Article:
Shareholders weren't laughing. Between Schultz's departure as CEO in 2000 and his return in 2008, Starbucks revenue grew nearly fivefold to $10 billion but profits lagged, only growing roughly 75% to $315 million, indicating falling margins reflected in a 50% share slump. During that time, stores also grew faster than profits, roughly doubling to nearly 16,700 by 2008 from less than 8,600 as of 2004.
Black's humor contained the wisdom that Starbucks was testing the limits of a store-driven growth initiative, while diluting its brand. The timing couldn't have been worse; it came amid a wave of competition from lower-end competitors including McDonalds (MCD) and Dunkin Brands (DNKN), and high-priced local boutique roasters.
"Starbucks was being squeezed to the middle, and that is an undesirable place for us to be," Schultz conceded in a 2010 Harvard Business Review interview that covered his return to the company he founded and named after a character from Herman Melville's Moby Dick.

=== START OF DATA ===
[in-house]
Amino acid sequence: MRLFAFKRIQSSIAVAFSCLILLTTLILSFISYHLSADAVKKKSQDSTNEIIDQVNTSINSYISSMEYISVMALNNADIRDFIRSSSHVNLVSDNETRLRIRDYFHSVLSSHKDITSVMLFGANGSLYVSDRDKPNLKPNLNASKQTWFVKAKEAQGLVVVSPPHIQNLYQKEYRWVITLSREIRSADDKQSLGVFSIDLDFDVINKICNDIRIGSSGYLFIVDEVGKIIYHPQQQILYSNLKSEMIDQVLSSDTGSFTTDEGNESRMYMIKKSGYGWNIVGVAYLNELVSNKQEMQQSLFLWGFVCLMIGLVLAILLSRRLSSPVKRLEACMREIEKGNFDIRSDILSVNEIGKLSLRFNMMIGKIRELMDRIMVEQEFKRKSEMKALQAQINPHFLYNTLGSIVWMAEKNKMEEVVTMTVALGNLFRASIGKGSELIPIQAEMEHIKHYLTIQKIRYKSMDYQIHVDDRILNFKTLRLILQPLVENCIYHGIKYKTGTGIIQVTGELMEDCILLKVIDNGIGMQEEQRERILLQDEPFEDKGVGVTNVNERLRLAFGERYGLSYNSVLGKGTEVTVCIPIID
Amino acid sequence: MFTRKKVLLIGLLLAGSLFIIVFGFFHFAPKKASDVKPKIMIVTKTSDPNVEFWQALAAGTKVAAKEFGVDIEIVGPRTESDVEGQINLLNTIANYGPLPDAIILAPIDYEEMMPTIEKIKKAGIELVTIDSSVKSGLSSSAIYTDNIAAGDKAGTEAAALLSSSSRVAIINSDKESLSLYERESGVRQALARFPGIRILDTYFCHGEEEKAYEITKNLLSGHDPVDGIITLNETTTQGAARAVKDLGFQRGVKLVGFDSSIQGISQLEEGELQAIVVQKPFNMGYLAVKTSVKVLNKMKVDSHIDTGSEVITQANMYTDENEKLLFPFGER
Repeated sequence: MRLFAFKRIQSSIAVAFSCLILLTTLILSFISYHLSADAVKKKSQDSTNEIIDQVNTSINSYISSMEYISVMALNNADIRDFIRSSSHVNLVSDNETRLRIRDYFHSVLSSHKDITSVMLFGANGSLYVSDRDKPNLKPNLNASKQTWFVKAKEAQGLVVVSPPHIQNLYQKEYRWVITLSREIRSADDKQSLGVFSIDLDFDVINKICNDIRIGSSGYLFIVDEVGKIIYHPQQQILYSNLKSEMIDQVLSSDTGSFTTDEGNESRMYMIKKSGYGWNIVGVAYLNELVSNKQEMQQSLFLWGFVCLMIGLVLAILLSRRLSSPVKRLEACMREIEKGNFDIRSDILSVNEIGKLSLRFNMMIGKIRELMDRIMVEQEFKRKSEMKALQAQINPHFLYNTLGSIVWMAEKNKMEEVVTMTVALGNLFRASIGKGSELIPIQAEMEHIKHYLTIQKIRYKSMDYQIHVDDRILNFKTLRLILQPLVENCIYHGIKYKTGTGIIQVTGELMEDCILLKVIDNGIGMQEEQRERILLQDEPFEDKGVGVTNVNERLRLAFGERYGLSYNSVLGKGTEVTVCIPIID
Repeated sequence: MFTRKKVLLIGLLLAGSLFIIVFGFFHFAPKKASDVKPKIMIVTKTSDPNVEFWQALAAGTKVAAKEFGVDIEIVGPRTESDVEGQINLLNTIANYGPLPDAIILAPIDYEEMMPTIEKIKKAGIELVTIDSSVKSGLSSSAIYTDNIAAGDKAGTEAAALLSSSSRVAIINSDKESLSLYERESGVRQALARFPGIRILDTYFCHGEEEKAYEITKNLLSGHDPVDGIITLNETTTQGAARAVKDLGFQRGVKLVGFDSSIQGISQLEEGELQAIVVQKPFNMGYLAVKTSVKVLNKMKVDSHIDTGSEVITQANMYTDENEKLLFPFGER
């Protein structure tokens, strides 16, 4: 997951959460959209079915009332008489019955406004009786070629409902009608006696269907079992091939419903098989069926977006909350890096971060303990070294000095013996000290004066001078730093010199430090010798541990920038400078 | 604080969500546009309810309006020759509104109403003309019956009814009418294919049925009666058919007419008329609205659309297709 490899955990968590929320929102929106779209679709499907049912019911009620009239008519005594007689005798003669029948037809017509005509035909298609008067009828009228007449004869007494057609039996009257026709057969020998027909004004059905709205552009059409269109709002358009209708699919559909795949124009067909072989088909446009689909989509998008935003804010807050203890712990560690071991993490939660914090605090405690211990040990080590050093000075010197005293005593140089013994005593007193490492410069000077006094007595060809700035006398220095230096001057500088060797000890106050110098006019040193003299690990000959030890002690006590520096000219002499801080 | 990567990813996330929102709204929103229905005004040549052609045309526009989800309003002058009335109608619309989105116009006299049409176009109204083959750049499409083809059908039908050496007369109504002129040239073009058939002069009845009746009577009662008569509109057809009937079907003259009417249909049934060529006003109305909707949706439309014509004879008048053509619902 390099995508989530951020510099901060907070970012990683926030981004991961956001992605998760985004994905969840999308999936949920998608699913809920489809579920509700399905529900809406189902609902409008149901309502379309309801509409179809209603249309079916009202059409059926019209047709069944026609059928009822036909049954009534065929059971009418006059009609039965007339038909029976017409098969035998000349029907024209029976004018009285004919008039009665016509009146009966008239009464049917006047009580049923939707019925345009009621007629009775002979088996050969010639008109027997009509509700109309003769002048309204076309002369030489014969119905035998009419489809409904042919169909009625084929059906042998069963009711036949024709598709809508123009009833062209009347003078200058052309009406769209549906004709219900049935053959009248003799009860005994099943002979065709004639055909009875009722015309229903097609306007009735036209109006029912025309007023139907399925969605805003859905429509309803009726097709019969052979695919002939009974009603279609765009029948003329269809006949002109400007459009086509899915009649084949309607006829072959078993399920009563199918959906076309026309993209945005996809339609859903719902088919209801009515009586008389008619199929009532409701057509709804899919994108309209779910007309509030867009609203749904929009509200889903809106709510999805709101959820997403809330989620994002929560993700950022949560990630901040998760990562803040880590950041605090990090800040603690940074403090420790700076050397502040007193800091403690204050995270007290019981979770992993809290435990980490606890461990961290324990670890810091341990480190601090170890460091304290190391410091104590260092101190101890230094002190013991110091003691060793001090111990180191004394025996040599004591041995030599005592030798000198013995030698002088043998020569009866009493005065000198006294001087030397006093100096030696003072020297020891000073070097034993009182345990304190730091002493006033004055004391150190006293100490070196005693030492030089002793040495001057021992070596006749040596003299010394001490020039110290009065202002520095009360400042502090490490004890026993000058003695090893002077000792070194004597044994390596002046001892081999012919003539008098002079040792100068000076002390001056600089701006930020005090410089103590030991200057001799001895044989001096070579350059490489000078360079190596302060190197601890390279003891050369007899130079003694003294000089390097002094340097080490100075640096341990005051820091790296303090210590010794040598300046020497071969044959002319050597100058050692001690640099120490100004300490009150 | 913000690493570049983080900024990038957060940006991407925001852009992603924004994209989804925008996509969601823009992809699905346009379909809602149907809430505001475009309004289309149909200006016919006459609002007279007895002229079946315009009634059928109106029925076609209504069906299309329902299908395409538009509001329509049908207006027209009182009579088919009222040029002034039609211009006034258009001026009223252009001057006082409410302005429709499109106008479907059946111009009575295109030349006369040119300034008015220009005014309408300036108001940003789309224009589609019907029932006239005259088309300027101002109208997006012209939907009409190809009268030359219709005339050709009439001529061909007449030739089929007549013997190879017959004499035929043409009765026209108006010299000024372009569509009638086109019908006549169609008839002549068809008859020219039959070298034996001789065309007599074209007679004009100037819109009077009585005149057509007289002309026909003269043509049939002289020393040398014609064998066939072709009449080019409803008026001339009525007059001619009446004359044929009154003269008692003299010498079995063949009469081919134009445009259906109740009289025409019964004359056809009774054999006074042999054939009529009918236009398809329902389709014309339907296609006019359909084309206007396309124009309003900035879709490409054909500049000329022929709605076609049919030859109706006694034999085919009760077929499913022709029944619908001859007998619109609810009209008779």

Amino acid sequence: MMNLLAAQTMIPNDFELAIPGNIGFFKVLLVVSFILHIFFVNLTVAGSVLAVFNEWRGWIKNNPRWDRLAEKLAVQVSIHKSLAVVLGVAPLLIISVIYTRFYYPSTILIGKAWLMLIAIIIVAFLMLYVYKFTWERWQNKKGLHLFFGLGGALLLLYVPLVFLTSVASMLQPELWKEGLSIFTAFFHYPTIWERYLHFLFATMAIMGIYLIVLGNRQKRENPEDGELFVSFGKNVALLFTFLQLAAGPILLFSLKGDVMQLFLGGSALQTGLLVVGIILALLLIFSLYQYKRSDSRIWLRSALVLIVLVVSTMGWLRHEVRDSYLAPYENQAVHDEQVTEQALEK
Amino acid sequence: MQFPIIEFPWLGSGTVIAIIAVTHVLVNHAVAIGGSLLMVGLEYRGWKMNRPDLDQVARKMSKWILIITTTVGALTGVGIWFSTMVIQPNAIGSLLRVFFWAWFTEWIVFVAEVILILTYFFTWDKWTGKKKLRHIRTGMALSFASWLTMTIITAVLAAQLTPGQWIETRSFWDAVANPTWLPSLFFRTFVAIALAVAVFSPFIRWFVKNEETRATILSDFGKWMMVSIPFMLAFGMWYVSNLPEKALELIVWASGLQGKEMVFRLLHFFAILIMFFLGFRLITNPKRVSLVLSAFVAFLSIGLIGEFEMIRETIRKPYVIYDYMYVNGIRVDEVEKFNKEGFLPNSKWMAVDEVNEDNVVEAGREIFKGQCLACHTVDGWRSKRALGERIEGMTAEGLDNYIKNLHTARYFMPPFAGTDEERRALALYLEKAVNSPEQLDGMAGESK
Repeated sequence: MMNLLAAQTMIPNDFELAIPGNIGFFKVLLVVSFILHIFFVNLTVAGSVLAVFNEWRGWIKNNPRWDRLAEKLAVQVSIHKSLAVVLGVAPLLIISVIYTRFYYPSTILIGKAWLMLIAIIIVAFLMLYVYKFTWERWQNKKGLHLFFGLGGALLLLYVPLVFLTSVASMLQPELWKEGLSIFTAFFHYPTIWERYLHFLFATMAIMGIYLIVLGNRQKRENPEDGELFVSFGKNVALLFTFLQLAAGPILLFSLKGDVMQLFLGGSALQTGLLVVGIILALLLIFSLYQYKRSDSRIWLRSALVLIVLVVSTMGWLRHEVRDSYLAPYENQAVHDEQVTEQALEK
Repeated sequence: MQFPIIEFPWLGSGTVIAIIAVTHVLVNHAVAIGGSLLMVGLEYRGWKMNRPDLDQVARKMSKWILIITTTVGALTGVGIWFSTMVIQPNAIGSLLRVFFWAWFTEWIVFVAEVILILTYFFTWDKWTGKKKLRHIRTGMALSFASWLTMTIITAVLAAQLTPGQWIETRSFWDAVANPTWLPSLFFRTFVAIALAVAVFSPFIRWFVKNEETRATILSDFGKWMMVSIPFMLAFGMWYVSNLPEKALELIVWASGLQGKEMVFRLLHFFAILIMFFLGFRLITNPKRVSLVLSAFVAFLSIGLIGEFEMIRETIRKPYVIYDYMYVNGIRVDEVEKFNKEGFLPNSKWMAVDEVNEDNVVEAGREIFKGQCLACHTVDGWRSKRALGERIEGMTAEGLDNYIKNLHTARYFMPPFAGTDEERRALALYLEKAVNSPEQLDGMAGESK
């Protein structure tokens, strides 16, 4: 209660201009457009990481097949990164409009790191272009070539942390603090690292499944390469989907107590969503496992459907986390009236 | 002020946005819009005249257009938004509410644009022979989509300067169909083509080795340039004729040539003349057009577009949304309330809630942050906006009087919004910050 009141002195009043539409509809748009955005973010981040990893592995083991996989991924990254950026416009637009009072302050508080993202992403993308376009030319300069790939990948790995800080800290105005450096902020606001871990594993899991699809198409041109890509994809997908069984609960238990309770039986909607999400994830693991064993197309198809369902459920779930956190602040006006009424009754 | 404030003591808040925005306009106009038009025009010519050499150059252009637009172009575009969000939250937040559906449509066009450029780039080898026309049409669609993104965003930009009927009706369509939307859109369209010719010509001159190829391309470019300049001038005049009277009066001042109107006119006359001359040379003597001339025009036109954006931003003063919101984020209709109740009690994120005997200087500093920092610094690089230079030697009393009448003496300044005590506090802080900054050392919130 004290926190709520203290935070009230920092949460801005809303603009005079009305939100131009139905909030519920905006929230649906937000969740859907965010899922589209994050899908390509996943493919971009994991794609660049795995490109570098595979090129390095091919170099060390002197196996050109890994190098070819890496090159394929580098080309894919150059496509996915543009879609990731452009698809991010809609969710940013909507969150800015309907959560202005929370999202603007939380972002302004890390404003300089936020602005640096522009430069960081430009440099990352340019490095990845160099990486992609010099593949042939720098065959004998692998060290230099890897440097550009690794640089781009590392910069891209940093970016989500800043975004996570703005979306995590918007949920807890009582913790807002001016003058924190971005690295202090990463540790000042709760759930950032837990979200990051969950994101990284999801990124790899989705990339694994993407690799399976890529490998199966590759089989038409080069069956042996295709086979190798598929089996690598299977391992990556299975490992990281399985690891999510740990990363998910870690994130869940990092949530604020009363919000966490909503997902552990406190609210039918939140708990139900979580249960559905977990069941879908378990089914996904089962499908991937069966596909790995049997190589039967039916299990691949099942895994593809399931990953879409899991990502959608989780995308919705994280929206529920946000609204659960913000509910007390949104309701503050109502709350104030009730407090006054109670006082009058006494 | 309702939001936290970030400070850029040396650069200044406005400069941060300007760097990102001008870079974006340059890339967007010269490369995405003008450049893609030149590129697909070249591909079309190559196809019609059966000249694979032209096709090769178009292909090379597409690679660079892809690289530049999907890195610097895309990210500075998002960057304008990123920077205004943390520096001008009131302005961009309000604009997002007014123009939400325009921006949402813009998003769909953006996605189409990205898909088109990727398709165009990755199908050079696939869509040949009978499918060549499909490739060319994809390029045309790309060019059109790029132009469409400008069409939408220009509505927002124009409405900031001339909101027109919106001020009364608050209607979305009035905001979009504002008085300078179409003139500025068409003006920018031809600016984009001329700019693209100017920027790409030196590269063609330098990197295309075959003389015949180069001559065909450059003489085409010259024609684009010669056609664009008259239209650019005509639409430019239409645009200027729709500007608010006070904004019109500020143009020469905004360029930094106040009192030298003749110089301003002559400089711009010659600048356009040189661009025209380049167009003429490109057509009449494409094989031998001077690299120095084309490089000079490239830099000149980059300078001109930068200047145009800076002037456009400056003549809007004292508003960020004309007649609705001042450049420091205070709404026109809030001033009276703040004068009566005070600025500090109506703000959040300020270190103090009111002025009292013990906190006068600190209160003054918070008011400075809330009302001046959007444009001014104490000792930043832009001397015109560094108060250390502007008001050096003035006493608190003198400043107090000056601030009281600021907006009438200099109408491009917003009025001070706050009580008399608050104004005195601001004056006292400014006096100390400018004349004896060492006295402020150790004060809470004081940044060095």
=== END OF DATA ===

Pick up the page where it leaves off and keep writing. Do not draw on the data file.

Since his second stint as Starbucks CEO began in 2008, Schultz has pointed to a recommitment to employee training and a focus on intangibles like "culture" and "values" as a key to Starbucks recovery -- likely important moves. The company also halted its store growth, shuttered some locations, and has only added 323 stores in the past four years as net income has grown to $1.25 billion from $315 million, and revenue has risen over 12%.Starbucks also is increasingly diverse in its in-store wares, serving up new foods and drinks, and as Starbucks halted store growth, its consumer products business of frappuccino bottles, packaged coffee and Tazo Tea bags doubled sales. Those brands and recent launches like Via instant coffee, K-Cup packs and Starbuck's own K-Cup style home brewing system will be a staple of Starbucks stores and distribution agreements with supermarkets and foods giants like Kraft (KFT). Starbucks La Boulange bakery is just the latest example of Schultz's comment from November, "[We've] cracked the code on growth plans." When buying Evolution Fresh last year, Schultz said Starbucks will sell new juices in its coffee-selling chains outlets, and by the end of 2012, it will use the deal to introduce a new health and wellness line of stores. "[Even] though this is a small acquisition in size, it is a significant strategic decision and direction for the company," Starbucks said in a statement, adding that the deal taps a $1.6 billion super-premium juice market and is a big step entering a larger $50 billion "Health and Wellness" sector. To make the investment pay off relative to expectations, Starbucks said it will also invest in the distribution and growth of juices products. With the bakery deal, Starbucks will sell the La Boulange breads in existing stores and expand the chain nationally, at once adding to its food proposition in existing stores, while growing non-Starbucks branded stores. In talking about building the La Boulange brand as a premium retail bakery café, Schultz noted that one-third of Starbucks visitors now buy food. "Now is the time for us to invest into the core business and take full advantage of the position we occupy," Schultz said. "If you go back a year and a half ago, when we began to see the success of Via, I think this is exactly the same play run a different way. We believe that we have a unique opportunity to create sub-brands and categories within our stores," said Schultz, who also highlights the company's home brewing initiative. The company will also be growing its store count through non-branded La Boulange and Evolution Fresh stores, in contrast to the epic Starbucks store expansion that a decade ago served as an albatross. In fact, one day three Starbucks owned stores may be able to exist on a street corner without giving Louis Black a heart attack.
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